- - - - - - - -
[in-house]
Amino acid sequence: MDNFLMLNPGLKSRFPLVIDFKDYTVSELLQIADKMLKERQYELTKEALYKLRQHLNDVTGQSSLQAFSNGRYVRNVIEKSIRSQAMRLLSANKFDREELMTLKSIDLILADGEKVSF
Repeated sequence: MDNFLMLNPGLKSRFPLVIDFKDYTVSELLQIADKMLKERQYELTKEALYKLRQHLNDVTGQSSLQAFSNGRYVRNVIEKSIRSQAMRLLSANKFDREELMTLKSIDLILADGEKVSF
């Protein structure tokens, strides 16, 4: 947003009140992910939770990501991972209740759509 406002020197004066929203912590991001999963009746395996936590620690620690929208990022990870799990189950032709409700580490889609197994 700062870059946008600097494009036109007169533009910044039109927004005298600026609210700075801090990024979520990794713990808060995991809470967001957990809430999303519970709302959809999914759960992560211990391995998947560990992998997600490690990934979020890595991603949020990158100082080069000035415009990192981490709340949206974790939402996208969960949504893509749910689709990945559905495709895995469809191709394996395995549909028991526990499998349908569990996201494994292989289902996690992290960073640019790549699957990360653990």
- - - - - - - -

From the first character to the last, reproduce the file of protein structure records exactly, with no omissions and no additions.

[in-house]
Amino acid sequence: MDNFLMLNPGLKSRFPLVIDFKDYTVSELLQIADKMLKERQYELTKEALYKLRQHLNDVTGQSSLQAFSNGRYVRNVIEKSIRSQAMRLLSANKFDREELMTLKSIDLILADGEKVSF
Repeated sequence: MDNFLMLNPGLKSRFPLVIDFKDYTVSELLQIADKMLKERQYELTKEALYKLRQHLNDVTGQSSLQAFSNGRYVRNVIEKSIRSQAMRLLSANKFDREELMTLKSIDLILADGEKVSF
């Protein structure tokens, strides 16, 4: 947003009140992910939770990501991972209740759509 406002020197004066929203912590991001999963009746395996936590620690620690929208990022990870799990189950032709409700580490889609197994 700062870059946008600097494009036109007169533009910044039109927004005298600026609210700075801090990024979520990794713990808060995991809470967001957990809430999303519970709302959809999914759960992560211990391995998947560990992998997600490690990934979020890595991603949020990158100082080069000035415009990192981490709340949206974790939402996208969960949504893509749910689709990945559905495709895995469809191709394996395995549909028991526990499998349908569990996201494994292989289902996690992290960073640019790549699957990360653990």